The fact being that it is within the personal experience of all these persons that men yet live and walk this earth who live in all essentials the life that Christ lived, to whom all His miracles are commonplace, who die His death daily, and partake daily in the Mysteries of His resurrection and ascension.

Whether this is scientifically so or not is of no importance to the argument. I am not addressing the man of science, but the man of intelligence: and the scientist himself will back me when I say that the evidence for the one is just as strong and as weak as for the others. God forbid that I should rest this paper on a historical basis! I am talking about the certain results of human psychology: and science can neither help nor hinder me.

True, when Huxley and Tyndall were alive, their miserable intelligences were always feeding us up with the idea that science might one day be able to answer some of the simpler questions which one can put: but that was because of their mystical leanings; they are dead, and have left no successors. To- day we have the certitude, “Science never can tell,” of the laborious Ray Lankester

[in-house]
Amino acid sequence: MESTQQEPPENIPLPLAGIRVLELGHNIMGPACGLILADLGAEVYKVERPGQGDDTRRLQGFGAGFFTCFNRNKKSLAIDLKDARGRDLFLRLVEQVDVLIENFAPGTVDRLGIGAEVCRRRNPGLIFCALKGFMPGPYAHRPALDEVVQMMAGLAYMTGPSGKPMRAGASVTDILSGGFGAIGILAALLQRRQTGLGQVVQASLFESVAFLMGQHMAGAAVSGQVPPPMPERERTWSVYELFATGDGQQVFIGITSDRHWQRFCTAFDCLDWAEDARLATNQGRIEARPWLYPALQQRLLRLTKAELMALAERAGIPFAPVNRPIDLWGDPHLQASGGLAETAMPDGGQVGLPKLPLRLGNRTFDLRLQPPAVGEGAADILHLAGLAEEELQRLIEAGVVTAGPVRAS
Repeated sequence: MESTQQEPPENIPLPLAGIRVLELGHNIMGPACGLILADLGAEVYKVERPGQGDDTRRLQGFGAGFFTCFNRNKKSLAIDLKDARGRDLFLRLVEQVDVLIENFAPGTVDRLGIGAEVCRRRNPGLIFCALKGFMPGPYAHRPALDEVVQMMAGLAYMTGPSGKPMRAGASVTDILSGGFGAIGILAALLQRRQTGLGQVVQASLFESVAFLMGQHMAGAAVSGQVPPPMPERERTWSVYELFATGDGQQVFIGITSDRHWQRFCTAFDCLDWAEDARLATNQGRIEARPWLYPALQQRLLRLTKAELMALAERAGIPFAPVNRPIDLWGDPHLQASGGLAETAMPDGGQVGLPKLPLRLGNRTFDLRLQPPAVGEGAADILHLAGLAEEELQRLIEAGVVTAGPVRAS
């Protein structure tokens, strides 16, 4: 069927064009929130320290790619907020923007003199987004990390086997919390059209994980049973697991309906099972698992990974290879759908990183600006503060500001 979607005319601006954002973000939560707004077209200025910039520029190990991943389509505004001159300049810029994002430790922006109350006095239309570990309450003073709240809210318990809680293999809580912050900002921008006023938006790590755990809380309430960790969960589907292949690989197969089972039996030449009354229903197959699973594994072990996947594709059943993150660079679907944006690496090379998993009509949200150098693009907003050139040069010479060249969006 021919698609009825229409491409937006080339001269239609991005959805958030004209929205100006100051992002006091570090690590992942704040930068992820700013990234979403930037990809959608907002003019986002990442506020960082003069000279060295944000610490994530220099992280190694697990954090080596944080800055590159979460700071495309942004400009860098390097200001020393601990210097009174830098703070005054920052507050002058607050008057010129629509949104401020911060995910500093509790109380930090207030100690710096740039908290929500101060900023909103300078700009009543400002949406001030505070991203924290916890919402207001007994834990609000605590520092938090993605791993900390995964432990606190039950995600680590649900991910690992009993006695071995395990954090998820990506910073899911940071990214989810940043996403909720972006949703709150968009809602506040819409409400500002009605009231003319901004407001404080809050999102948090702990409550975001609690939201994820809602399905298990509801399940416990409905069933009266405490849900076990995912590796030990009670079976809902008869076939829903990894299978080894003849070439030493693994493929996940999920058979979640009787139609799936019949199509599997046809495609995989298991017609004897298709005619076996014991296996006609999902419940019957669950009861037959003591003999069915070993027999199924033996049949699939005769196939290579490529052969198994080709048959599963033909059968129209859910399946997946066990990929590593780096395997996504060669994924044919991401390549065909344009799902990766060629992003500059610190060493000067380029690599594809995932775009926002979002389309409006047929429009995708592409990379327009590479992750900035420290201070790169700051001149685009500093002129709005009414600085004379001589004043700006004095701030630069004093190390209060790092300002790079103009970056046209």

“Whose zeal for knowledge mocks the curfew’s call,

And after midnight, to make Lodge look silly,

Studies anatomy – in Piccadilly.”

Really, we almost echo his despair. When, only too many years ago, I was learning chemistry, the text-books were content with some three pages on Camphor: to-day, a mere abstract of what is known occupies 400 closely printed pages: but the Knowledge is in no wise advanced. It is no doubt more difficult to learn “Paradise Lost” by heart than “We are Seven”; but when you have done it, you are no better at figure-skating.

I am not denying that the vast storehouses of fact do help us to a certain distillation (as it were) of their grain: but I may be allowed to complain with Maudsley that there is nobody competent to do it. Even when a genius does come along, his results will likely be as empirical as the facts they cover. Evolution is no better than creation to explain things, as Spencer showed.

The truth of the matter appears to be that as reason is incompetent to solve the problems of philosophy and religion, à fortiori science is incompetent. All that science can do is to present reason with new facts. To such good purpose has it done this, that no modern scientist can hope to do more than know a little about one bud on his pet twig of the particular branch he has chosen to study, as it hangs temptingly from one bough of the Tree of Knowledge.